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Case Studies

Cauda Equina Syndrome Liability

A herniated disc can become a surgical emergency if it effects a person’s arms, legs and/or bowel and bladder function. Once the symptoms start, it is imperative for surgery to remove the disc to be done within 24-48 hours of the onset of paralysis. If left untreated, the person can be permanently paralyzed.

Gloria Seidule has represented numerous clients over the years in which the healthcare providers missed the onset of paralysis and failed to perform timely surgery.

One such case, Veronica (not her actual name), went to the emergency room with progressing numbness in her legs. She requested an MRI, but the protocol for this emergency room did not allow for MRI unless certain criteria were met. The emergency room doctor, who was extremely busy that day, did not recognize Veronica’s condition and failed to order an MRI.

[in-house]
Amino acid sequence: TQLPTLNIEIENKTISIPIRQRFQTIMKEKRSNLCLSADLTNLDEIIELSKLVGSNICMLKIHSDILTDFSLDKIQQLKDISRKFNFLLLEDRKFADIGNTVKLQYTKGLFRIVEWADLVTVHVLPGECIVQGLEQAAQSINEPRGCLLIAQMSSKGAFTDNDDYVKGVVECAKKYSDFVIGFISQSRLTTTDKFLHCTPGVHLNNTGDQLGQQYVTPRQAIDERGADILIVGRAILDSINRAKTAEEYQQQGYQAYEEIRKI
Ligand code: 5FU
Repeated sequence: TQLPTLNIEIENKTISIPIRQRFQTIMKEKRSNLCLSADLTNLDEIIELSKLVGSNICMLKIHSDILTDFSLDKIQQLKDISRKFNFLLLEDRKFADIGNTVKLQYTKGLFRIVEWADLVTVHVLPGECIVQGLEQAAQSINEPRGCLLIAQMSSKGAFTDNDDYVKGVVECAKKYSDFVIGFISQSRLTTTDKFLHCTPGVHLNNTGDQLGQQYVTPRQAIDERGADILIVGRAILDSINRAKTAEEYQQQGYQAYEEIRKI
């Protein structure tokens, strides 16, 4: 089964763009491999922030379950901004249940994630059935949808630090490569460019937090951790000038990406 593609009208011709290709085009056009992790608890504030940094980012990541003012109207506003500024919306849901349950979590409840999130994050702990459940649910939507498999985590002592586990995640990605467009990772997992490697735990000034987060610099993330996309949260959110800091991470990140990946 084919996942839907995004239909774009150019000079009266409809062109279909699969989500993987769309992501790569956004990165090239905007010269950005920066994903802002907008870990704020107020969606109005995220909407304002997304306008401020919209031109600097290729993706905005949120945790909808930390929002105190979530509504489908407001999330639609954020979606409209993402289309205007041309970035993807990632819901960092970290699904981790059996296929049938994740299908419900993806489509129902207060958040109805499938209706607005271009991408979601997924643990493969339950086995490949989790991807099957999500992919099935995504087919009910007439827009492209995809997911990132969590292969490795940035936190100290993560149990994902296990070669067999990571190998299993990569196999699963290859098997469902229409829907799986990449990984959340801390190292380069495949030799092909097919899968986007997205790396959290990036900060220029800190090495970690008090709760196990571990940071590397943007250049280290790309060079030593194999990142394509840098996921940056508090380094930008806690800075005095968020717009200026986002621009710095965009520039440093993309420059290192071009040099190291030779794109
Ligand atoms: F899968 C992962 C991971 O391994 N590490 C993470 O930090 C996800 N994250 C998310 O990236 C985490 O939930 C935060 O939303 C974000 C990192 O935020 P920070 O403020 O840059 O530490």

Unfortunately, Veronica was sent home and became progressively worse over night. The following day she went to another emergency room that correctly diagnosed her condition and performed surgery. However, only part of her function was restored, and she continues to suffer from partial paralysis.

After filing a lawsuit against the hospital, the emergency room doctor and the company that operated the emergency room, the parties resolved their differences amicably and ended the litigation.

Veronica’s case was to compensate her for her lifetime of pain and suffering, and to make sure this missed diagnosis never happens to anyone else.

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